Manic: I thought the show at the Hi Tone went very well and was impressed at how smoothly the switching between the front room and the back went. What are your thoughts about how the show went and how the bands played?
Miller: It was great, having a ten band bill is always tricky but I think we got it down! All the bands were respectful on their timeslots and setup/takedown times. Couldn’t have worked out more perfect, as soon as one band finished, the next started.
Manic: In the interview you did with The Memphis Flyer, you mentioned that a lot of the work you’ve done in Memphis was to bring the city’s music community together. Do you think this year’s Festival helped further that goal?
Miller: Of course. Anytime you pull off a show and see new people is always a victory. No fights, just people having a good time enjoying the music how it should always be. I’m really glad to see so many other independent shows have been happening lately with the same outcome.
Manic: From what I’ve read online, after the show you got robbed at the door of the Hi Tone and also had your car broken into. Is that correct? Also, would you like to say anything else about the robbery/ies that night and what led you to cancel Day 3’s afternoon show?
Miller: I didn’t get robbed at the door of the Hi Tone, afterwards I returned to my car (parked next to Shamefinger’s vehicle who also was broken into) to find my locks stripped. My pa system, bass rig, everything from my label (CDs & tapes), merch, and other personal items were taken.
Canceling the day show of day 3 also had to do with all the bands, except CCDE, canceling due to different circumstances the weekend of.
Manic: Is Adeel Siddiqui someone you know, and can you tell me how you felt when you saw that they had pledged $275 to meet the GoFundMe’s campaign goal?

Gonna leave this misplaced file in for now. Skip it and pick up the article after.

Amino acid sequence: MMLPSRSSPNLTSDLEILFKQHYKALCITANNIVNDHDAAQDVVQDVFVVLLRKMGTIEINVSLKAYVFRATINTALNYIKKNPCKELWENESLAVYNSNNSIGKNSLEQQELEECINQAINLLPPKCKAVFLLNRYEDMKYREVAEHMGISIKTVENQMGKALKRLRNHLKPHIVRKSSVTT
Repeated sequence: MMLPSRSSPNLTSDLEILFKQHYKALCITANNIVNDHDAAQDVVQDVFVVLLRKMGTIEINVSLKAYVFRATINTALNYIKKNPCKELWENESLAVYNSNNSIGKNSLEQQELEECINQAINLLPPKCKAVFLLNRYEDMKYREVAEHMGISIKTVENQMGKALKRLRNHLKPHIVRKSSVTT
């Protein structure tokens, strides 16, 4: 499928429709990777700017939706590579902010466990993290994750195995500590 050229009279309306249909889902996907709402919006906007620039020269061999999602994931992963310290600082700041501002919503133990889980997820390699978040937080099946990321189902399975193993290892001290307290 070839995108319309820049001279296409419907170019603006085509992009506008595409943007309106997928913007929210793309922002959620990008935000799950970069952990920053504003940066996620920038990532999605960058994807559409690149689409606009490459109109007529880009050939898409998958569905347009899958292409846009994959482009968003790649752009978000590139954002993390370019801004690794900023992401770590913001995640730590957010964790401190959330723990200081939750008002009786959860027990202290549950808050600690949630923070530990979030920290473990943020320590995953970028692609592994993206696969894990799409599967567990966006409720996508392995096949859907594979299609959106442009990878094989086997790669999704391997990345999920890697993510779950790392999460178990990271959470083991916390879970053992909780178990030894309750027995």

Miller: Seeing that final donation pushing us into our goal blew me away. The name did not seem familiar which also shocked me because most of the donors were close friends and bands we all knew. I sent them an email but it would be a lot more satisfying to thank them in person.
Manic: Is there anything else you would like to say about the Festival, the GoFundMe campaign, or about the Memphis music community in general?
Miller: This year’s festival was another success brought by Memphis coming together for underground music. No sponsors, all risk. It is scary for me but thrilling by the end of it. I couldn’t be more thankful for everyone’s support. We made our GoFundMe goal and replaced the equipment and pressed more music. Next up is taking SVU on their first U.S. Tour for the Catnastu Records release of “Especially Heinous” on Vinyl, Tape, CD, and Digital Download.
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So much about this night tied into what we love about Memphis, and I don’t mean the music and the barbecue. None of this could have been possible if Miller hadn’t had the desire to bring people together, the will to start and run a festival, or the drive to do it again and again each year. Richard meanwhile has established his spot outside the Hi Tone as a bastion for late night food largely because people know he, or one of his substitutes, will be there every single day.
Have an idea, create a way to make it happen, do it again. Every time we return to Memphis we see more and more of this.
We also see more of the harsher realities of life in Memphis. That’s part of getting to know a place better and deeper: you see the bad as well as the good. And while Memphis isn’t perfect, nowhere else is either. As the people who came together to help Miller and his wife showed, there’s a hell of a lot more good than bad in the city, and that is yet another reason why we keep returning to Memphis time and again.
–Essay by Dan Meade
Photos by Dan Meade & Rob Bellinger
Publication date: 7/03/2016
Date of the show: 6/04/2016